You’re going to have to do perspective matching. First display the image of the soccer field in the background of an OpenGL window. Use glDrawPixels to do this. Next, set up a camera (using gluPerspective) that looks at a wireframe version of your flat soccer field from a point similar to wherever the image was photographed. Your wireframe soccer field will now overlay the image of the field. But they probably won’t line up very well. So you have to keep adjusting the position and field of view of the camera until the wireframe version of the field exactly matches the underlying image. If I was doing it, I’d put in GUI elements that let me interactively change the X,Y,Z location of the camera, it’s pan, tilt, and FOV. This would help zero in on a solution faster. If you don’t want to mess with GUIs, you can just go into the code, tweak all those variables, recompile and execute, over and over again until you converge on a solution. So you see, this is not a trivial thing to do using OpenGL.
Do you have any 3D graphics software you could use instead? An animation package like Maya, Max, or Lightwave, or perhaps a CAD package would probably be an easier way to go than writing code.
Just for the ‘fun’ of it, I tried to follow my own advice and implement the ‘perspective matching’ approach described in my previous post. The result appears below as a screen grab of an OpenGL program which splits a window into 2 viewports. The top viewport shows a 2D model of a soccer field. Note that soccer fields can have different widths and lengths, though the internal lines must have certain dimensions. Part of this problem was figuring out what field width and length would match the field in the poster’s image. The pink field in the top viewport is overlayed onto the poster’s image in the bottom viewport using my idea of ‘perspective matching’. There are problems. No matter how I tweaked the viewing parameters, I could not get my internal field markings to match up with the markings in the poster’s image. Perhaps there’s some subtlety about perspective projections that I don’t understand. Or, maybe the poster’s image was somehow distorted? I put those yellow lines on the field to show clearly that the center circle in the poster’s image seems to be offset quite a bit from the true center of the field. If the poster’s image has somehow been distorted, he’s going to have problems mapping points from 2D field coordinates onto his 3-space image. Is it possible that the poster’s image has been generated from a dimensionally correct model of the field, and that it differs from my overlay because a different sort of perspective projection was used? I used gluPerspective to do my overlay.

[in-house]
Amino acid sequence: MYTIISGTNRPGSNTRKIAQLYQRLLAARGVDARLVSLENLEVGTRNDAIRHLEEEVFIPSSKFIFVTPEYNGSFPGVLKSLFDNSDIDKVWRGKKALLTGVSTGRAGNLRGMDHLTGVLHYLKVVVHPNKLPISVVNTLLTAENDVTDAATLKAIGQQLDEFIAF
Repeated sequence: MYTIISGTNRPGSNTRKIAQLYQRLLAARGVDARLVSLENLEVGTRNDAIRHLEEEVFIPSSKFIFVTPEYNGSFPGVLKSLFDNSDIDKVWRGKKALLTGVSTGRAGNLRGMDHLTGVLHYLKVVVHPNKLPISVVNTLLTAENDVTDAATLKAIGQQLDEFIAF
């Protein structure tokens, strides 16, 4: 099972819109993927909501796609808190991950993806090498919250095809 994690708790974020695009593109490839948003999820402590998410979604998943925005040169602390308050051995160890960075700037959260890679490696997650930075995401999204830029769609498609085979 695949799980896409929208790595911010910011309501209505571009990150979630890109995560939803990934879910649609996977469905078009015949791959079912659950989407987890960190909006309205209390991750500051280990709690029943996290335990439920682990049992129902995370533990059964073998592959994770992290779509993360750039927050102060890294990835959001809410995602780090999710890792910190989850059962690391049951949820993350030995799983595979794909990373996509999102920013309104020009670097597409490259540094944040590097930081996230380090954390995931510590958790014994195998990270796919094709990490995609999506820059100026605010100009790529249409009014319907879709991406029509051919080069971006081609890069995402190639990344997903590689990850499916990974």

Looking at your image again, I don’t think there’s any doubt that the model is off. The goal area rectangles and the center circle are not centered between the sidelines. This is going to throw off any attempt to do what you are trying to do.